Considering the rapid growth of Brazil’s economy (and more importantly, the ongoing rise of many of its poorer citizens into the middle class), and its growing importance on the world stage, Brazil’s implementation of ODF will create waves that travel far and help many other governments around the world to make the same choice in favor of open standards.

Free Software vs Economic Distress

October 3rd, 2008 Benjamin Horst

Thanks to the weekly ZaReason newsletter, I found two articles pointing out how free software can help in times of economic distress.

For Linux Journal, Glyn Moody writes “Openness is the Solution to the (Double) Subprime Crisis.” He draws parallels between subprime mortgages and subprime software, and their effects on the market.

“Patents are the last refuge of proprietary software companies, which are increasingly unable to compete on a level playing field with free software. Only by introducing artificial barriers in the form of nominal patents on mathematical algorithms – software – can they hope to hobble the otherwise superior open source offerings.

“They are superior because they create real value – they have to, otherwise people will not use the code. Proprietary software, by virtue of the lock-in it imposes on users, can exact a kind of software rent through mandatory upgrades, whether or not there is any value in it for the customer (just think of the Vista fiasco).”

For DaniWeb, Ron Miller writes “What Does the Economic Crisis Mean for the Tech Sector?

“You would think that current economic climate would bode well for open source products. When your budget is lean, free begins to look pretty good. Cloud vendors and the growing virtualization market should do well too. With less money available, it makes a lot of sense to let the vendor deal with infrastructure and to reduce investments in your own data center.”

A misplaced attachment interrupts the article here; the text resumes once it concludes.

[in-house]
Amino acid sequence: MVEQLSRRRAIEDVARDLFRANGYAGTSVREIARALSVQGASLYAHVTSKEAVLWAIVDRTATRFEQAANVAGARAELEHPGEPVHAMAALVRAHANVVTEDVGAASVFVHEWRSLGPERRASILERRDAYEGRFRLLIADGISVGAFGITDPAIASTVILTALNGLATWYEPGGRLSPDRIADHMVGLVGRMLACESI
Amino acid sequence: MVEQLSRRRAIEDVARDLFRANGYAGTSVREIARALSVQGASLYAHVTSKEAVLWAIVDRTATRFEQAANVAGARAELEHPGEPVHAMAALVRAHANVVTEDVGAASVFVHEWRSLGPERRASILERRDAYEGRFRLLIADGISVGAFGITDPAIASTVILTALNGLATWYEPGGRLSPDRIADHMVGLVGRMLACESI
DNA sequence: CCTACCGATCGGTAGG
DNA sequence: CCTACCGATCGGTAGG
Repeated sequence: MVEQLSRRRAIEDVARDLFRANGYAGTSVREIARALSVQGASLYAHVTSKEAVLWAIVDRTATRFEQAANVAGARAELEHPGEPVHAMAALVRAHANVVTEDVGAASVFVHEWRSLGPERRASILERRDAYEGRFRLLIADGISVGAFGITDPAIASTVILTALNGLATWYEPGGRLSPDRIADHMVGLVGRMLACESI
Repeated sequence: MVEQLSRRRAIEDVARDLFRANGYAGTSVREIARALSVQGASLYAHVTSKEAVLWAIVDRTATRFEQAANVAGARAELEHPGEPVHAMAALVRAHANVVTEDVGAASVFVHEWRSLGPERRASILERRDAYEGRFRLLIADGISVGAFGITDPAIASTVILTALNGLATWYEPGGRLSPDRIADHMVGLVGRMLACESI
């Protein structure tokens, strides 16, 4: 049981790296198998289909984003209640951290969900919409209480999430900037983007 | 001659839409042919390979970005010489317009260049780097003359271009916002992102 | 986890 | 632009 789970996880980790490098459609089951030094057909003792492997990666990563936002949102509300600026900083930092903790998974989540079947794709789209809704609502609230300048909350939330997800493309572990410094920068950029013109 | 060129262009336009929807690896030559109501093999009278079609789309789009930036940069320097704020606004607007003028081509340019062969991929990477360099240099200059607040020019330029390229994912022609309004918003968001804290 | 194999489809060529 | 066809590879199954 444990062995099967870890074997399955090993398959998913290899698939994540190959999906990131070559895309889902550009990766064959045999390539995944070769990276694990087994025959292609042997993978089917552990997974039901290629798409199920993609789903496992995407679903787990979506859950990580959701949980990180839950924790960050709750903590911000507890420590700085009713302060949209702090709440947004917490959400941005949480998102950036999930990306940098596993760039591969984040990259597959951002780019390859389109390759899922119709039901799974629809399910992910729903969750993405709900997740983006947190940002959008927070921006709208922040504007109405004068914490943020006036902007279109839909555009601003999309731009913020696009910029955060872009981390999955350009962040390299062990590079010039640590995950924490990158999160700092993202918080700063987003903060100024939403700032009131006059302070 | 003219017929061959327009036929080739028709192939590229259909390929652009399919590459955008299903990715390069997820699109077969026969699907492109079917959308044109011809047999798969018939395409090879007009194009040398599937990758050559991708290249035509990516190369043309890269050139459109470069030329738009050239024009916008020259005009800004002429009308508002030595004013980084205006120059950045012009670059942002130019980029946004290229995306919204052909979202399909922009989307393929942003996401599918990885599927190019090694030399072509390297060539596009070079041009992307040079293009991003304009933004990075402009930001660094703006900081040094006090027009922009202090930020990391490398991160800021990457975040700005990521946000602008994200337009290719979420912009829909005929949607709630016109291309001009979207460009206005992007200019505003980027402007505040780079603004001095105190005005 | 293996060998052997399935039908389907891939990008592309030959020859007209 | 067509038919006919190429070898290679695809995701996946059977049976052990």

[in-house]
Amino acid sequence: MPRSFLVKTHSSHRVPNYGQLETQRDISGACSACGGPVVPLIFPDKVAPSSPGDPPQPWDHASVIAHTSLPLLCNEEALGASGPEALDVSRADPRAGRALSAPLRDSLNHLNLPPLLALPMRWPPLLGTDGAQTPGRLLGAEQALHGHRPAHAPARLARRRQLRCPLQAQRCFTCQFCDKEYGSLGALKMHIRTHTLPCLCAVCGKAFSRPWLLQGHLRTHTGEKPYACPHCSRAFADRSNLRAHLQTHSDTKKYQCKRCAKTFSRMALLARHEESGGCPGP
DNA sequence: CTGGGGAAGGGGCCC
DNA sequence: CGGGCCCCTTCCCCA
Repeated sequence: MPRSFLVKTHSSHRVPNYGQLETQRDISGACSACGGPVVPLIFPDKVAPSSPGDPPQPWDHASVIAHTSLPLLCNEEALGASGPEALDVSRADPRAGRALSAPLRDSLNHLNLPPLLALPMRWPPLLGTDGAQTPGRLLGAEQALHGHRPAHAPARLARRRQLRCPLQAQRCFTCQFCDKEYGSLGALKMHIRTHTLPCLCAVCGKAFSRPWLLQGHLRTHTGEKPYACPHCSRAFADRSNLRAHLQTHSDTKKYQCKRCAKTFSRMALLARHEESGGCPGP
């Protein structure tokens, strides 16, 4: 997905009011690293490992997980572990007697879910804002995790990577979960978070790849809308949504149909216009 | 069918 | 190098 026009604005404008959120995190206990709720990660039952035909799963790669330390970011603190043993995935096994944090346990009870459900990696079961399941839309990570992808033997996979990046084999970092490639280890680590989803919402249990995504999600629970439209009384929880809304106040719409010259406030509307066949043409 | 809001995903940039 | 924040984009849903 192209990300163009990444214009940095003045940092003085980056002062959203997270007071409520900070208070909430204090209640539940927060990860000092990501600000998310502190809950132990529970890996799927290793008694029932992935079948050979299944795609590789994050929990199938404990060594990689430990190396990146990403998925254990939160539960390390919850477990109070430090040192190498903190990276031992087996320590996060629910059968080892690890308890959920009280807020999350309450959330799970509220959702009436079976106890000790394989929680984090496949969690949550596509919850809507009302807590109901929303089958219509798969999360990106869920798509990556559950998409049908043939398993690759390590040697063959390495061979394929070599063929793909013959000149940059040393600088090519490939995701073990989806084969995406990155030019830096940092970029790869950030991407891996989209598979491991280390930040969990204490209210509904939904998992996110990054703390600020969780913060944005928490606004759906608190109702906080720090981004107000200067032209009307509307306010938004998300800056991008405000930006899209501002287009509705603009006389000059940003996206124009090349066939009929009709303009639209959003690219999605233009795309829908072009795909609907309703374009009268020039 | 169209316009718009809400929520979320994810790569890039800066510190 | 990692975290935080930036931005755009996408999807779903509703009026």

Nevertheless, there has not yet been evidence of companies moving more quickly in this direction due to economic circumstances. For individuals, students and small businesses, however, it may be a different story.

Sweden Approves ODF as National Standard

October 2nd, 2008 Benjamin Horst

The Metamorphosis foundation announces Sweden’s approval of ODF as a national standard. (Originally mentioned by the ODF Alliance in their newsletter, which is archived as PDFs online.)

“Sweden now joins Brazil, Croatia, Italy, South Korea, and South Africa as countries whose national standards bodies have formal approved this standard”, the ODF advocacy organisation writes in this week’s newsletter.”

Numerous other countries also support ODF in various ways, and organization members of the ODF Alliance come from every part of the world.

ODF Interoperability Committee

October 1st, 2008 Benjamin Horst

Rob Weir discusses the new ODF Interoperability and Conformance Technical Committee he played a part in creating:

“For the past 6 months I’ve been talking to my peers at a number of ODF vendor companies, to fellow standards professionals in OASIS, to ODF adopters, as well as to people who have gone through interoperability efforts like this before. I’ve given a few presentations on ODF interoperability conferences and led a workshop on the topic. I led a 90-day mailing list discussion on the ODF interoperability. Generally, I’ve been trying to find the best place and set of activities needed to bring the interested parties together and achieve the high level of interoperability we all want to see with ODF.”

Participants include individuals and company representatives, including those from IBM, Google, Sun, and Novell, and government agencies from the USA and South Africa. Others are welcomed and encouraged to join.

Clearly, the OIC TC is an important step that will help ODF grow in real-world importance and longterm utility as it becomes the dominant global document format.